On Friday, April 27th, the County, the State of Illinois, and Socrata, a data archive company, will live stream a webcast on the new regional data portal, (  During the broadcast, viewers will learn more about how the portal works, how to use data found there, and what are the goals of the County and State going forward.

The County will also release new and updated datasets.

The County is also partnering with global Big Data Week ( for an international angle to local data.  Big Data is an emerging data science that allows organizations to analyze very large datasets, find patterns, create predictive models, and help understand more about the vast amounts of data generated by the public.  During Big Data Week, Cook County is hosting a webinar showcasing the projects and achievements of local Big Data developers on April 27th, and co-sponsoring a hackathon competition on April 28th.

Urbanflow’s view of a touchscreen-filled data-driven city – Video Wednesday

This week’s video is a fun one; it’s a concept video about Urbanflow, a collaboration between a NYC-based design company Urbanscale and Finnish designers Nordkapp. They want touchscreens everywhere in Helsinki, so the public can access maps and transit info, interact with each other, and report municipal concerns like potholes. John Pavlus has raised some concerns about their plan—you can read his view here—but for now, just enjoy their beautiful visualization of the data-driven city of the future (after the jump).

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Are cities America’s greatest laboratories of government innovation?

In 1932 Supreme Court Justice Louis Brandeis famously wrote, “It is one of the happy incidents of the federal system that a single courageous State may, if its citizens choose, serve as a laboratory; and try novel social and economic experiments without risk to the rest of the country.” And indeed, the States remain a powerful laboratory, able to innovate constrained only by the U.S. Constitution.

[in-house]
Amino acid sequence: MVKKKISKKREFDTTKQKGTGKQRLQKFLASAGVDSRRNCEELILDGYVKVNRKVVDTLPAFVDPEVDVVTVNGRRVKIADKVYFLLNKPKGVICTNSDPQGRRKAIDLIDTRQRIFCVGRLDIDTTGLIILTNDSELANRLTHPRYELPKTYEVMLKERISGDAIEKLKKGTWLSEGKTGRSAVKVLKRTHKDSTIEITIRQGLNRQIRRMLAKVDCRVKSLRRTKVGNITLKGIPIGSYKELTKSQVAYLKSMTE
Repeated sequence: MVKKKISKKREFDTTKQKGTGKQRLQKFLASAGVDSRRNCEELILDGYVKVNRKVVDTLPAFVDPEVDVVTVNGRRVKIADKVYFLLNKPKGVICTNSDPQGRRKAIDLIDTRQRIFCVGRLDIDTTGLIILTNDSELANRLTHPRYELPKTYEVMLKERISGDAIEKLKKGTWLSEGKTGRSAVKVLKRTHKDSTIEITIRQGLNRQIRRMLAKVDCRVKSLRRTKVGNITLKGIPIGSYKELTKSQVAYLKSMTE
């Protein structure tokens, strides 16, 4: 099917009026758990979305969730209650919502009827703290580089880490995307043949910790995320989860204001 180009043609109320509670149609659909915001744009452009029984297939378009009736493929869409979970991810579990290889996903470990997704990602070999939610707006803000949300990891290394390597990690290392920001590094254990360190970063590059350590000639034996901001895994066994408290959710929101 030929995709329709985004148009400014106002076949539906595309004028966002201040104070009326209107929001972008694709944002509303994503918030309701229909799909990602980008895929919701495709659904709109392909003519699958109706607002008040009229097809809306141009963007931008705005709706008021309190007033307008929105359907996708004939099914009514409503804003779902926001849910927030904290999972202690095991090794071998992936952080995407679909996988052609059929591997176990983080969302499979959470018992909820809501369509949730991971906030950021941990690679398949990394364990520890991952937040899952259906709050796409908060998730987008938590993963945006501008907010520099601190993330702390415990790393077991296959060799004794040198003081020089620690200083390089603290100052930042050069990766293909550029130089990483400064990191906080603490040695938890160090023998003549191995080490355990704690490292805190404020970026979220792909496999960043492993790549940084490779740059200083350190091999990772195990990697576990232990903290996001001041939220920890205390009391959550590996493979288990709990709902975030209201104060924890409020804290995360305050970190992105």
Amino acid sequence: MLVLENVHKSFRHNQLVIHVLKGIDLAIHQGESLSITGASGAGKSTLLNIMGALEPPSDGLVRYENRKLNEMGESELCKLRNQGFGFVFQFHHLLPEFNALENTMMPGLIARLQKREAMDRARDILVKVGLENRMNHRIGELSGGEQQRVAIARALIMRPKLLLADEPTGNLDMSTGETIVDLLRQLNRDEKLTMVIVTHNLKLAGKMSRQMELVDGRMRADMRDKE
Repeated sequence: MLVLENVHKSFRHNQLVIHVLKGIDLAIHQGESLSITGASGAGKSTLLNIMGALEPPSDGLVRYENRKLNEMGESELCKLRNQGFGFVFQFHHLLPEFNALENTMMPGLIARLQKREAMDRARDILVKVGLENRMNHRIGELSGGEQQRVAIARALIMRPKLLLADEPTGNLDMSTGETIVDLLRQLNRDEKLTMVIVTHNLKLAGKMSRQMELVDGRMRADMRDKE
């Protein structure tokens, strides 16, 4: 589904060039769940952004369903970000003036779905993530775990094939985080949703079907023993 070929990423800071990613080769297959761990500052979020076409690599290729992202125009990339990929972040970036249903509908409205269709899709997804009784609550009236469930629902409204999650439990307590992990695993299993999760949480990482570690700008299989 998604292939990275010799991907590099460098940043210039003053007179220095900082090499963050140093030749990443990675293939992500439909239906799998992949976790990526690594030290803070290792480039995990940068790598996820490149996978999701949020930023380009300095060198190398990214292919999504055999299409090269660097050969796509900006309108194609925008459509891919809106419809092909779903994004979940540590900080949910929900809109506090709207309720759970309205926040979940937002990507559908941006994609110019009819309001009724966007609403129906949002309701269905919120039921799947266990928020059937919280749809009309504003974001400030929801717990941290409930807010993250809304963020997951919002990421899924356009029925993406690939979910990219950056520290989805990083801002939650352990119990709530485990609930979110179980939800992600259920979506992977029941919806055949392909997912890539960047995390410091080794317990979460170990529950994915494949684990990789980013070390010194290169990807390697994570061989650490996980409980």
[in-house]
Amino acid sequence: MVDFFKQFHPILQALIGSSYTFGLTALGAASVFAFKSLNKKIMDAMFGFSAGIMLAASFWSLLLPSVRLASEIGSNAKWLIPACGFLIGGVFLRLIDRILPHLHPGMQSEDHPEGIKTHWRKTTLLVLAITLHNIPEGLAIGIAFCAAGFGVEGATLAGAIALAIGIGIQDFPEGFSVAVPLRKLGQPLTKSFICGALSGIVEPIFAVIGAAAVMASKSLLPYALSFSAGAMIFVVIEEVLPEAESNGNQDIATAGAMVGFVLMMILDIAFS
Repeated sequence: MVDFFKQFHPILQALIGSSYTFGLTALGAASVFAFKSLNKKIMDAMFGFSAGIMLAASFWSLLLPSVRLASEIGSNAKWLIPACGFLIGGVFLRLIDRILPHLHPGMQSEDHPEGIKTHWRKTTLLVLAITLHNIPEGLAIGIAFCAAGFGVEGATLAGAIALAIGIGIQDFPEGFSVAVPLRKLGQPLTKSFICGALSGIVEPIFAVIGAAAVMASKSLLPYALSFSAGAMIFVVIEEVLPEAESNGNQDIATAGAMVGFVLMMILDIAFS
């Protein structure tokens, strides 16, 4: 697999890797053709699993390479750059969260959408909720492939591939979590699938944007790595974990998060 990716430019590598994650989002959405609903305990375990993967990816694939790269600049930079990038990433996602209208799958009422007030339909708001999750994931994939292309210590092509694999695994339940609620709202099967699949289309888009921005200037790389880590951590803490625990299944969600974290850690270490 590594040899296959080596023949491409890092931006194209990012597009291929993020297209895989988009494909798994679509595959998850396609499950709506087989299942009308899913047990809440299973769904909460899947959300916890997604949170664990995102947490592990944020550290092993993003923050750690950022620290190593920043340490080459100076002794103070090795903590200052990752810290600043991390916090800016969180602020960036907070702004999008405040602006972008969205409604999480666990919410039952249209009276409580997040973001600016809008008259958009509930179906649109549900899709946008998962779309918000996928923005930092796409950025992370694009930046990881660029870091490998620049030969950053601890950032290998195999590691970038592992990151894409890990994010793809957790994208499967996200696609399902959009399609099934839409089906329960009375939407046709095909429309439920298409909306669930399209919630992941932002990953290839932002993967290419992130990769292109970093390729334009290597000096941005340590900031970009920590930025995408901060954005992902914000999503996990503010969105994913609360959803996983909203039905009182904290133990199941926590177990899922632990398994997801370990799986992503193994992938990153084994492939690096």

But the quote applies ever more to cities. Although they sometimes lack deep pockets, and their authority to regulate is derived from the state, they offer many advantages over state and federal government. I’ll list four. First, as Benjamin Barber recently argued, cities tend to be more pragmatic and less ideological than other levels of government, meaning real innovation gets done in a practical way. Second, as Edward Glaeser points out in “Triumph of the City,” cities are smaller geographically and dense with human potential, which accelerates the spread of ideas. Third, comparatively minimal bureaucracy allows cities to respond quickly to changing technology. Four, if an initiative fails, it doesn’t affect a whole state (or the whole country).

Put differently, cities are the tech start-ups of government; the federal government is Microsoft. As Arianna Huffington recently wrote, “It’s our cities, not the nation’s capital, that are the real idea factory of our country.”

I’ll give two examples.